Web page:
Not paying injured Suggs would be costly move for Ravens' future


Whether you believe Terrell Suggs’ claim that he partially tore his Achilles tendon while training in Arizona or just can’t shake the lingering whispers that he suffered the injury playing basketball, one thing is certain.
The Ravens are under no obligation to pay the five-time Pro Bowl linebacker and 2011 Defensive Player of the Year his scheduled $4.9 million base salary in 2012 because the injury took place away from the team’s Owings Mills facility.
In a vacuum, the logical move would be to place Suggs on the non-football injury list, which would remove him from the 53-man roster for the first six weeks of the regular season while he tries to recover in time for the second half of the season. However, unlike the physically unable to perform list, this designation would allow the organization to withhold the portion of his salary covered by the games missed or the entire $4.9 million should Suggs be unable to return during the season.
It would clear salary cap room to create more flexibility in tweaking the roster or potentially acquiring another pass-rush specialist such as the Giants’ Osi Umenyiora in the unlikely scenario that a deal could be struck.
But the short-term cap relief would have far-reaching consequences for general manager Ozzie Newsome and the Ravens in the real world of the NFL. Just because you have the right to do something doesn’t mean it’s the wise action to take.
Though not held in the same light as future Hall of Fame defensive players Ray Lewis and Ed Reed, Suggs has etched his name into the legacy of the defense in nearly a decade of exceptional play. The 29-year-old has been a highly-regarded member of the organization who never squawked after twice being designated the team’s franchise player before signing a six-year, $62.5 million contract in July 2009.
An attempt to withhold his base salary might do irreparable damage to the two sides’ relationship with two years remaining on Suggs’ contract following the 2012 season. While it remains to be seen whether Suggs is able to regain his previous form as one of the most feared defensive players in the league, such an act could be viewed as a slap in the face to a player whose motivation occasionally came into question early in his career. And it probably wouldn’t create the proper mindset for a man attempting to come back from a severe injury at an accelerated rate.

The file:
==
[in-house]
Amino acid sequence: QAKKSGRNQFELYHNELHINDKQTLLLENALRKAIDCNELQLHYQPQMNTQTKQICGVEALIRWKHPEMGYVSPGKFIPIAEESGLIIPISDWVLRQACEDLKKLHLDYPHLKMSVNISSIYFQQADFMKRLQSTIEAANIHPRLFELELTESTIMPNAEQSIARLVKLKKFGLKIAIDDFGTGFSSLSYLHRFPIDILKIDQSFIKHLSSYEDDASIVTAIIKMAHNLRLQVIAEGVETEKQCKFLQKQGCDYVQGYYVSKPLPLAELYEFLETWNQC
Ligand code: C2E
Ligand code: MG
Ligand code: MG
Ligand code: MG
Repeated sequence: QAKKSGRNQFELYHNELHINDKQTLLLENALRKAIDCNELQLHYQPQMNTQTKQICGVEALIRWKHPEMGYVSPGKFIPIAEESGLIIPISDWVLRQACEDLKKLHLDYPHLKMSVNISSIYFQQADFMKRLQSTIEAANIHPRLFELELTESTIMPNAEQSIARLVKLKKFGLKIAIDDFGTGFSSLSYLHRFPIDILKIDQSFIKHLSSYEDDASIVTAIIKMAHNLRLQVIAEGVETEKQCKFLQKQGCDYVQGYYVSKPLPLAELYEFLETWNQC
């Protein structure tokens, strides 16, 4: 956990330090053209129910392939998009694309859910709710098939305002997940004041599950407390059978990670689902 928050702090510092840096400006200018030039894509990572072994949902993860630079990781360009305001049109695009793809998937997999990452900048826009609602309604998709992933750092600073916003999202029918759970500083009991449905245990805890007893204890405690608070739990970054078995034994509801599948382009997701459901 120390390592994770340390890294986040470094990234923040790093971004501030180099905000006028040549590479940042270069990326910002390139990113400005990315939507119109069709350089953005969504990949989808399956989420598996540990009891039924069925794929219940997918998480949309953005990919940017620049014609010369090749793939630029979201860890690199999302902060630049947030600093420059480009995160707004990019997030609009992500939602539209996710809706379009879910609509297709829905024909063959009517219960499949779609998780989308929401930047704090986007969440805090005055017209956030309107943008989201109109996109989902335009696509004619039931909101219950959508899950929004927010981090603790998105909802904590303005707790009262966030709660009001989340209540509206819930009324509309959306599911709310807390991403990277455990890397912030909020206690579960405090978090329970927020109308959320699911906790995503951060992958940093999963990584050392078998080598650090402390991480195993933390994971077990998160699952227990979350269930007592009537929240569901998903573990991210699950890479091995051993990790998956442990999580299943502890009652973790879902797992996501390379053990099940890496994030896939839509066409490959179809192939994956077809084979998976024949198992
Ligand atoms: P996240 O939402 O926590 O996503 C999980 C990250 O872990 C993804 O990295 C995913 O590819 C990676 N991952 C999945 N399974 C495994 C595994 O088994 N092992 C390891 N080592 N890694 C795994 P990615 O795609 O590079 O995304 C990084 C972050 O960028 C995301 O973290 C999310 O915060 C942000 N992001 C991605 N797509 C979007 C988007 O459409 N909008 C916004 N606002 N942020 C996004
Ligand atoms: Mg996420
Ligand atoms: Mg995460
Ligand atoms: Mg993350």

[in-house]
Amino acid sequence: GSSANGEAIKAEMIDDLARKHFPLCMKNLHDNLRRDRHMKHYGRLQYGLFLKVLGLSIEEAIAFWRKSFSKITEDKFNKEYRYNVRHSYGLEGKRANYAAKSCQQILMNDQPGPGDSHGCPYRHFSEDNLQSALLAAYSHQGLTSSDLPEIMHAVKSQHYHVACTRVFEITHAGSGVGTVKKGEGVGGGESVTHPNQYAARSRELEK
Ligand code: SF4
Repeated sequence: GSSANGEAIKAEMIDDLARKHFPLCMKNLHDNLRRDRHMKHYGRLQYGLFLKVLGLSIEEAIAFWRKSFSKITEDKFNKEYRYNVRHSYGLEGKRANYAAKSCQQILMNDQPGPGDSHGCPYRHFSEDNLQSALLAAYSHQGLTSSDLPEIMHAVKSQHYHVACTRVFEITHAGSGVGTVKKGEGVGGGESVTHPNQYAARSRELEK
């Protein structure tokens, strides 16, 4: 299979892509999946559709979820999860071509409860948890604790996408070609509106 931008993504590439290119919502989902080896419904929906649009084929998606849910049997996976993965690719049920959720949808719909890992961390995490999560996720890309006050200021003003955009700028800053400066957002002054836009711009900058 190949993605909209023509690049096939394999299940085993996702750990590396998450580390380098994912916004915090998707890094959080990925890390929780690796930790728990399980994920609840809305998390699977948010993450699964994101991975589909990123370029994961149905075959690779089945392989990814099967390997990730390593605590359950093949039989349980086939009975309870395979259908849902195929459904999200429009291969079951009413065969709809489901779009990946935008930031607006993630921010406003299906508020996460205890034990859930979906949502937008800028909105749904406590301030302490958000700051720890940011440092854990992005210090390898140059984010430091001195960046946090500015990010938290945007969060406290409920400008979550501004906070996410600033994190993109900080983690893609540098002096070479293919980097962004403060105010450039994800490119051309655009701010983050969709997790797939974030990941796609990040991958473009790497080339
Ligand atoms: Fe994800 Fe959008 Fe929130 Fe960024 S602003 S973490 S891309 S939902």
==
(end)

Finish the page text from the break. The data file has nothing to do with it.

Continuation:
The reach of this decision stretches beyond the injured Suggs, impacting the current locker room and even future Ravens not yet with the franchise. One of the reasons why the Ravens have been so successful over the years is their player-friendly reputation, attracting talented players who want to buy into the organization and continue its winning ways. To go after Suggs’ wallet would be a clear message to players that the organization will do the same thing to them should they land in a similar position one day.
The Ravens have a certain way of doing things and stripping Suggs of his base salary — even if it’s within their rights — doesn’t conform with the philosophies implemented by owner Steve Bisciotti, Newsome, assistant general manager Eric DeCosta, and head coach John Harbaugh. As displeased as they might be with the circumstances that led to Suggs’ injury, it’s simply not a battle worth fighting with a valued member of their family they hope will continue to contribute in years to come.
Which leads to the dirty little secret regarding Suggs and the circumstances that led to the Achilles injury.
The new collective bargaining agreement prohibits teams from opening their training facilities until the middle of April, a stipulation the union wanted in order to provide more time off for its players. However, teams clearly expect players to begin training for the new season long before that time and any player not doing so is asking to eventually lose his job to someone else.
But doing so puts them at risk of losing money should they sustain an injury from any activity — such as lifting weights or running — occurring away from the team’s facility. Taking money from a player — even if the circumstances are questionable but not egregious — sets a dangerous precedent that might cause others to question their commitment and how hard they work away from Owings Mills if it’s going to put them at financial risk.
And that would jeopardize the top priority of the organization.
The organization prides itself on the winning environment it’s created over the last 17 years. Suggs buys into that atmosphere as much as anyone — even if you think he may have used questionable judgment prior to the injury.
The Ravens may still elect to handle the matter privately with Suggs as’s Drew Forrester reported at the time of the injury that the linebacker has a clause in his contract that subjects him to a $250,000 fine for participating in any unapproved physical activities. And that’s perfectly within their rights if that’s the route they choose to take.
But publicly taking a hardline stance with one of the best players in franchise history sends the wrong message to not only Suggs but to every other player in the organization. It draws a line in the sand saying our family atmosphere and winning culture aren’t as authentic as we made them out to be.
Such an action would damage their reputation as one of the most player-friendly organizations in the NFL.
And that’s worth far more to them than the $4.9 million — or some portion of it — potentially saved in 2012.